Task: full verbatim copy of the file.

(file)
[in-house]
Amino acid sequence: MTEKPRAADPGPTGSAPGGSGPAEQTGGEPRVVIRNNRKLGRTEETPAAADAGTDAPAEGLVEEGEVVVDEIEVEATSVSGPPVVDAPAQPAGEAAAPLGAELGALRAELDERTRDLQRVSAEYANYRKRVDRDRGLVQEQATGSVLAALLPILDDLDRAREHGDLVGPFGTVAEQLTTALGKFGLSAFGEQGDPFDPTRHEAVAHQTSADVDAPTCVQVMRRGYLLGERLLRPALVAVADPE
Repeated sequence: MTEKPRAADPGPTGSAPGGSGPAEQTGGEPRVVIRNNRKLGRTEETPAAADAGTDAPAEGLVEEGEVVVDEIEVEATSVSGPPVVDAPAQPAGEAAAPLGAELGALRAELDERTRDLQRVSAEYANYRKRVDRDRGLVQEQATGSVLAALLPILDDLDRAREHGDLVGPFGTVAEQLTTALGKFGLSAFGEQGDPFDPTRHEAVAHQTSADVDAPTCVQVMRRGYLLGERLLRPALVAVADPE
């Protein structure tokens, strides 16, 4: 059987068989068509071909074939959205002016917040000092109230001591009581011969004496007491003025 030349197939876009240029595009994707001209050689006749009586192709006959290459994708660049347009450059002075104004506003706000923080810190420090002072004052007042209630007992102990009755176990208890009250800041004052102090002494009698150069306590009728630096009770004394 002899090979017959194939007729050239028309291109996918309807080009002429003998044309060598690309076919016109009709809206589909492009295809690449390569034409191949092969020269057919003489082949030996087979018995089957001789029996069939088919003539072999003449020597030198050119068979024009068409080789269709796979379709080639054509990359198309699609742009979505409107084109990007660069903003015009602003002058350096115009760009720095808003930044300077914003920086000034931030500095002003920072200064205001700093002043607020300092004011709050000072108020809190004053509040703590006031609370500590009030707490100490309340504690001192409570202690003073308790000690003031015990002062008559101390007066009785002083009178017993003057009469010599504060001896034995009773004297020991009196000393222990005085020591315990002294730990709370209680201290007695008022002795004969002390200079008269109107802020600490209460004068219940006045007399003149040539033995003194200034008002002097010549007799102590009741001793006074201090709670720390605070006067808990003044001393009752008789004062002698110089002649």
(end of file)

[in-house]
Amino acid sequence: MTEKPRAADPGPTGSAPGGSGPAEQTGGEPRVVIRNNRKLGRTEETPAAADAGTDAPAEGLVEEGEVVVDEIEVEATSVSGPPVVDAPAQPAGEAAAPLGAELGALRAELDERTRDLQRVSAEYANYRKRVDRDRGLVQEQATGSVLAALLPILDDLDRAREHGDLVGPFGTVAEQLTTALGKFGLSAFGEQGDPFDPTRHEAVAHQTSADVDAPTCVQVMRRGYLLGERLLRPALVAVADPE
Repeated sequence: MTEKPRAADPGPTGSAPGGSGPAEQTGGEPRVVIRNNRKLGRTEETPAAADAGTDAPAEGLVEEGEVVVDEIEVEATSVSGPPVVDAPAQPAGEAAAPLGAELGALRAELDERTRDLQRVSAEYANYRKRVDRDRGLVQEQATGSVLAALLPILDDLDRAREHGDLVGPFGTVAEQLTTALGKFGLSAFGEQGDPFDPTRHEAVAHQTSADVDAPTCVQVMRRGYLLGERLLRPALVAVADPE
């Protein structure tokens, strides 16, 4: 059987068989068509071909074939959205002016917040000092109230001591009581011969004496007491003025 030349197939876009240029595009994707001209050689006749009586192709006959290459994708660049347009450059002075104004506003706000923080810190420090002072004052007042209630007992102990009755176990208890009250800041004052102090002494009698150069306590009728630096009770004394 002899090979017959194939007729050239028309291109996918309807080009002429003998044309060598690309076919016109009709809206589909492009295809690449390569034409191949092969020269057919003489082949030996087979018995089957001789029996069939088919003539072999003449020597030198050119068979024009068409080789269709796979379709080639054509990359198309699609742009979505409107084109990007660069903003015009602003002058350096115009760009720095808003930044300077914003920086000034931030500095002003920072200064205001700093002043607020300092004011709050000072108020809190004053509040703590006031609370500590009030707490100490309340504690001192409570202690003073308790000690003031015990002062008559101390007066009785002083009178017993003057009469010599504060001896034995009773004297020991009196000393222990005085020591315990002294730990709370209680201290007695008022002795004969002390200079008269109107802020600490209460004068219940006045007399003149040539033995003194200034008002002097010549007799102590009741001793006074201090709670720390605070006067808990003044001393009752008789004062002698110089002649």